When Blaise Zerega joined VentureBeat, the 10-year-old tech news site, as Editor-in-Chief in January, he knew tech journalism was already a pretty full house and, often, an echo chamber for tech companies to trumpet their latest. “I surveyed the landscape and saw that everyone was covering technology now and doing it with perhaps 40 reporters,” he says. Working with far fewer journalists, Zerega started searching for ways the site could distinguish itself from other outlets, “and began looking out for emerging technologies that would give birth to narratives about private capital, public capital, technological innovation, company formation.”

Zerega has paid special attention to the rise of chatbots, and deals with the inherent contradictions: Right now, “bots” is a buzzword, but Zerega thinks the technology will become essential to our relationship with data. Here, we get his perspective on how tech, and AI in particular, will influence business.

When you're reporting, what do you get excited about? What about tech do you think is interesting to follow right now?

I got interested in tech as a journalist because I like thinking about the future and trying to anticipate and understand what's coming next. I get excited when I look at technology, not as it exists necessarily in its current form, but where it may go. Looking at a phone, I don't think of it just as a phone. I think, “What's the declining cost of storage going to do to this device? How will increased bandwidth and better GPS change how we use it and, above all, how we interact with data and services, and with each other?" Right now, I'm thinking most about smart speakers and various voice-activated devices.

In the same way that the mobile phone changed everything, voice-activated, intelligent assistance is going to really change everything. Instead of having to take your phone out, unlock it, speak to Siri (she's not going to understand you) or type something, you can just yell it out in the room: “Hey, Alexa, what year was gold discovered in California?” That changes things a lot, and not just in the way we interact with the device. Because information becomes woven into the fabric of our lives, I find myself curious about the back end that's going to be required to support that. Is it an entire city blanketed with high-bandwidth wifi? Who's going to make that?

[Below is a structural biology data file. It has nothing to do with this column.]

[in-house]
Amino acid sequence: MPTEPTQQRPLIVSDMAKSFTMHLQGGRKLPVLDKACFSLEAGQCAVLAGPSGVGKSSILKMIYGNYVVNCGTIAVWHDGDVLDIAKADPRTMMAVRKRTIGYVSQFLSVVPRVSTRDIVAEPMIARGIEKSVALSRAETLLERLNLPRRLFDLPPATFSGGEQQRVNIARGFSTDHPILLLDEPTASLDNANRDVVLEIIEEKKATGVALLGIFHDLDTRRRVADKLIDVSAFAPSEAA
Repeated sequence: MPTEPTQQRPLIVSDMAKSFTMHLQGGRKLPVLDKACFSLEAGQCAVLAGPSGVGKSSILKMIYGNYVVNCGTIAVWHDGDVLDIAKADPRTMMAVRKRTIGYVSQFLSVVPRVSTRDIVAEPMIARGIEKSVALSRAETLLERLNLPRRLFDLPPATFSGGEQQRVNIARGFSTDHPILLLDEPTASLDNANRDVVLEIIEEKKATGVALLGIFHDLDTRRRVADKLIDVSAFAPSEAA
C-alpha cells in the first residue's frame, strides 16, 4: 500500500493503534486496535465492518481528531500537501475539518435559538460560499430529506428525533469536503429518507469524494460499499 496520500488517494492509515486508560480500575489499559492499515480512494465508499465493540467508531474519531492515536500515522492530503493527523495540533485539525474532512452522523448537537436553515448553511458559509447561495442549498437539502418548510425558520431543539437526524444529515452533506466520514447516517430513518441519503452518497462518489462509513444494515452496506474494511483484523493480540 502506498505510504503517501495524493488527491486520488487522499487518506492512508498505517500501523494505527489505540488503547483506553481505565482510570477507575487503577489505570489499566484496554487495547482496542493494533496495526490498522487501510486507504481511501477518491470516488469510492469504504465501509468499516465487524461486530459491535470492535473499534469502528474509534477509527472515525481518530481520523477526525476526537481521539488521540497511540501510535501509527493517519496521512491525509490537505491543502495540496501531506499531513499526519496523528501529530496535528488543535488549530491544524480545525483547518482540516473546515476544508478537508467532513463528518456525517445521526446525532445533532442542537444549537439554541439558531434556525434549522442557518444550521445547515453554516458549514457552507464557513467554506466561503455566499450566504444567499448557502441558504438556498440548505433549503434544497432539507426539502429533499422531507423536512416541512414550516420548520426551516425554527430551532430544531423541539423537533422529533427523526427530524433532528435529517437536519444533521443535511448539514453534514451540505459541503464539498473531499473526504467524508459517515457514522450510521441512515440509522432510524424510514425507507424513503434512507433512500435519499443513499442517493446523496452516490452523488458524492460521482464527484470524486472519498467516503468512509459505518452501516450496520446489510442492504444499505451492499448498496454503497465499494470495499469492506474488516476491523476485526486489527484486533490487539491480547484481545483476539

"Information is going to become a movable feast."

It makes me think that it's not really our relationship with devices that's changing so much as our relationship with information itself. We're making information ambient. We're producing it, and somebody can collect it, but we're also trying to be able to access it in different ways.

Ambient information is a great way to conceptualize what we're describing. People are requesting information, plucking information out of the air, but people are forgetting that these devices can also monitor and watch and learn from us. That's where AI comes in. These devices are going to be learning about us, anticipating our needs, getting smarter. I'm not talking about things that raise privacy concerns, necessarily. Of course, that's tied to it, but phones now are one of the most intimate personal devices that people have. Information is going to become a movable feast. It's going to stay with you.

How do you balance the reporting of what’s happening now with the temptation to extrapolate futurist, sci-fi conclusions from that?

I think that as someone who writes, reports, thinks about technology, you always want to think about the future, but ultimately we are grounded in the news. People come to us for news, so we do deal in reality — sometimes virtual reality — but we deal with reality. What we're getting at is: why does it matter and to whom? At VentureBeat, we're thinking hard about the tech-savvy businessperson. What that means is that we want to help them make decisions. I think that's something that is often forgotten, that all valuable information is actionable. This ties into a trend of decentralization of decision-making. If you think about a hub-and-spoke model, the power gets pushed down the spoke to the rim of the wheel. Once that power's there, and I'm talking about power to distribute, to consume, to produce, to purchase, to interact with information, it never returns to the center. There are decisions that used to have to be made by a central purchasing office that are now being pushed out to not just executives, but managers and lower-level staff people. That's an empowering thing.

"All valuable information is actionable."

How do you see tech, and I think AI specifically, changing the way people do business in the next few years, or decade or so?

Dramatically. Fintech [financial technology] is an example of a burgeoning industry where you have not just startups pursuing an opportunity, but large established companies also making investments. Now you have a bona fide ecosystem springing up, and from there, that's where the innovation comes. You think about Salesforce, right? You have your dashboard. If gives you all this great information. What if that disappeared but you still had access to the information? That's smart, but it's going to get smarter as AI gets built into it, so it anticipates my needs and gives me the answers I want, without even having to ask.